Johnny Mathis at 75

Johnny Mathis, he of the vocal velvet and distinctive purr, sounds today almost uncannily close to the way he did when he first stirred up the music world in the mid-1950s. The singer has a new album out this month, adding to his remarkable 130-plus discography with a laid-back, lushly sung collection of country classics, "Let It Be Me — Mathis in Nashville."

This week, he marks his 75th birthday with a concert in Baltimore. Before heading on the road, he called from his California home for an interview:

Question: "Country music" and "Johnny Mathis" are not often uttered in the same sentence. What was it like putting together a country album?

Answer: You know, when I was 5 or 6 years old, the songs my dad played for me and sang for me were country. He had the radio tuned to country music. Over the years, I've sung a few songs of that genre. It was a hoot to go to Nashville to do the album. I love this music. I listened to everybody's recordings of these wonderful songs, but once you put your earphones on in the studio, you forget about everyone else and just start singing.

Q: Are there any other repertoire surprises up your sleeve?

A: If I keep on recording, we'll have to make up some genres.

Q: One of your earliest albums, in 1958, was a departure from the pop field. It was devoted to religious music, including spirituals and hymns. And you did an extraordinary performance of the Hebrew chant, "Kol Nidre," which has just received fresh attention.

A: When I did the religious album, it was done with my mom and dad in mind. I get emotional about that. I got a nice award last month from a new organization [the California-based Idelsohn Society for Musical Preservation], which has released a nice collection of people of color singing songs in Hebrew and Yiddish, which I also did on that album. Over the years, if you live long enough, you get to sing in many languages. [The society's just-out recording is called "Black Sabbath: The Secret Musical History of Black-Jewish Relations."] I studied with a lady who was an opera singer and I also listened to operatic music. That helped me later on not to feel intimidated singing in other languages.

Q: Did you ever want to sing classical music?

A: Early on, I sang some of the "Bachianas Brasileiras" [by Heitor Villa-Lobos]. I was a kid. I didn't care if it came off or not. But I never got the finished product where I wanted it to be.

Q: What's the best thing you've done to preserve your voice?

A: I started very early. My teacher said, 'You will probably want to sing for the rest of your life.' So the first thing I did was learn to take care of my voice, which mostly is just a matter of don't do this, don't do that. Twenty years ago, I met a kinesiologist on the golf course. After I got home, I looked up what that meant. I worked out with him for 15 or 16 years, and, after his death, I found a new trainer. Exercise seems to be the thing that works for me.

Q: How does eating figure in. I ask since you're known as quite a cook.

A: Mom and dad were professional cooks, along with other things they were doing to support a big family. I learned to cook when I was young. Now I adopt my diet to my cholesterol level. That helps a great deal. When I gave up alcohol and other bad habits, a doctor told me I would have a yen for something sweet, and I do. But I make some cookies without putting all the fun stuff in them.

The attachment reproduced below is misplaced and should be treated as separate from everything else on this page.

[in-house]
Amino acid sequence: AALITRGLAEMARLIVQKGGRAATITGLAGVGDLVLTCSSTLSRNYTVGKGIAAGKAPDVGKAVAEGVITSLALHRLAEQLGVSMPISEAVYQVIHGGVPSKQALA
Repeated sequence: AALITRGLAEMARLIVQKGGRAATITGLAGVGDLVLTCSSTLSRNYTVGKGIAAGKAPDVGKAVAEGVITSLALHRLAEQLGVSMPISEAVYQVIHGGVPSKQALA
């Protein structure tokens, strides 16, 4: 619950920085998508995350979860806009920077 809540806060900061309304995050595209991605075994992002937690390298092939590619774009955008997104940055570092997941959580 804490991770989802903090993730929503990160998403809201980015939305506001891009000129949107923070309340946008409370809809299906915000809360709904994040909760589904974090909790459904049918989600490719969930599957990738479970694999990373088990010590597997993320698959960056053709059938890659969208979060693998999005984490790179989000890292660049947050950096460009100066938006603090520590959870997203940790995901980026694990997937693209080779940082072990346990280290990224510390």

Q: Your career has spanned such a volatile part of pop music history, so many changes of style and taste. What has it been like inside the business all this time?

A: Over the years, I've tried to make sure I didn't get too far away from what I really love to do, which is singing beautiful melodies. I tried out a lot of raucous stuff. But the guy I respect the most, guitarist Gil Reigers, who has been sitting next to me for 40 years, will patiently listen to me try something, and then say, 'Yeah, John, but I still like when you sing this,' And I'll go back to my little place, where I'll probably be at for the rest of my life.

Q: For your 75th birthday on Thursday, you'll be performing here in Baltimore. Is that how you envisioned spending your milestone?

A: To celebrate my birthday onstage is exactly what I want to be doing. And I love going out to the restaurants in Baltimore. The seafood in Baltimore is just the best in the world. Along the way, you wonder what it will be like at this age or that age. Well, finally, I'm that age. And to be able to sing to an audience is what keeps me energized. I've been very lucky. In the long run, the happiness, the real joy comes when you are capable of doing what you hope you can do.

Q: One connection to Baltimore that a lot of us were not expecting is that you ended up being a substantial part of John Waters' recent book, "Role Models."

A: Isn't that amazing? Of course, I was very aware of his work in films. We've all looked wide-eyed at them and gone, 'Oh, my goodness.' But when he came backstage to meet me a few years ago, I didn't know what his reason was. To be in his book was very surprising — and gratifying.

If you go

Johnny Mathis will be in concert at 7:30 p.m. Thursday at Meyerhoff Symphony Hall, 1212 Cathedral St. For ticket information, call 410-547-7328 or go to

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